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U.S. Capitol Police officers pay their respects to the late U.S. Capitol Police officer Brian Sicknick as an urn with his cremated remains lies in honor in the Capitol Rotunda. (Brendan Smialowski/AP) U.S. Capitol Police officers pay their respects to the late U.S. Capitol Police officer Brian Sicknick as an urn with his cremated remains lies in honor in the Capitol Rotunda. (Brendan Smialowski/AP)

U.S. Capitol Police officers pay their respects to the late U.S. Capitol Police officer Brian Sicknick as an urn with his cremated remains lies in honor in the Capitol Rotunda. (Brendan Smialowski/AP)

Jon Greenberg
By Jon Greenberg April 20, 2021
Bill McCarthy
By Bill McCarthy April 20, 2021

If Your Time is short

  • A full autopsy found that officer Brian Sicknick suffered two strokes after the Jan. 6 assault on the Capitol, with no sign that any injury or reaction to chemical irritants played a role.

  • Media coverage in the days after his death was of mixed accuracy.

New information from the chief medical examiner for the District of Columbia provides fresh details that call into question early reports about how U.S. Capitol Police officer Brian Sicknick died.

Sicknick died the day after the Jan. 6 assault on the Capitol. Initial reports, citing law enforcement sources, said that the 42-year-old had been struck on the head with a fire extinguisher. Follow-up coverage challenged that, saying he had been sprayed with a form of mace, and that the cause of death remained unclear.

On April 19, the medical examiner, Dr. Francisco J. Diaz, determined that Sicknick died from two strokes at the base of his brain caused by a blood clot in the artery that feeds that part of the body.

Diaz told the Washington Post that there were no signs of any injury, or evidence that Sicknick had an allergic reaction to chemical irritants. Sicknick died, Diaz said, of natural causes.

Some pointed to the new information as evidence that a false narrative took root in the media to exaggerate the violence on Jan. 6. 

A look at news coverage surrounding Sicknick’s death shows how information about the circumstances of his death has evolved.

Here’s how the coverage of Sicknick’s death unfolded.

The Capitol Police announced Sicknick’s death in a Jan. 7 press release, writing that the officer died at roughly 9:30 p.m. "due to injuries sustained while on-duty." Sicknick, 42, was injured Jan. 6 "while physically engaging with protesters," the press release said. He collapsed after he returned to his division office and was taken to a local hospital, where he died.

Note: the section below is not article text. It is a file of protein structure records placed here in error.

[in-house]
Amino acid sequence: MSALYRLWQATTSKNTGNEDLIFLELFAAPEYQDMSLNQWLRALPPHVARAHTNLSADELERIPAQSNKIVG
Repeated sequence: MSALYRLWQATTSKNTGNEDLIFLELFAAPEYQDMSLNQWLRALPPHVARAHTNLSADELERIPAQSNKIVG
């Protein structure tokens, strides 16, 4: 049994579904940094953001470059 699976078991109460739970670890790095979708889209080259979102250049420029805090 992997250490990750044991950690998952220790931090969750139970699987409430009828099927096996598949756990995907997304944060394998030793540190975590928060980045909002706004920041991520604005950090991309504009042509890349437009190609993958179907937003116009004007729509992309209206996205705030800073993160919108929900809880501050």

On Jan. 8, the New York Times reported that he was struck with a fire extinguisher, citing two unnamed law enforcement officials as sources. This account of his death was cited in House Democrats’ Feb. 2 trial memorandum in advance of the impeachment of former President Donald Trump.

WUSA9, a local TV station, reported similar information, and that version of events took off on social media.

News anchors and talk show hosts, including CNN’s Anderson Cooper and MSNBC’s Rachel Maddow, repeated the story on air.

Ken Sicknick, the officer’s brother, told ProPublica that his brother texted him the night of the riot to say he was in "good shape" but had been pepper sprayed twice. But the next day, Jan. 7, Ken Sicknick and the rest of the family were informed that Brian Sicknick had experienced a blood clot and a stroke, according to the Jan. 8 ProPublica story.

The next day, Reuters reported that Charles Sicknick, the officer’s father, said his son was pepper sprayed and hit in the head. "He ended up with a clot on the brain," he said.

CNN reported Feb. 2 that medical examiners did not find signs that Sicknick had sustained any blunt-force trauma. Also citing an unnamed law enforcement official, CNN said investigators were struggling to build a case surrounding his death and were considering whether Sicknick became ill after interacting with a chemical irritant like pepper or bear spray.

The New York Times backed away from its initial reporting of Sicknick being struck on the head. In a Feb. 11 article during coverage of Trump’s second impeachment trial, the newspaper said, "Law enforcement officials initially said Mr. Sicknick was struck with a fire extinguisher, but weeks later, police sources and investigators were at odds over whether he was hit."

The Times’ correction prompted social media posts, op-eds and blog posts accusing the media of lying about the incident to exaggerate the violence against law enforcement.

"No police officer was ever beaten to death with a fire extinguisher," conservative activist Candace Owens wrote on Facebook.

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Update: Capitol police officer Brian Sicknick died of natural causes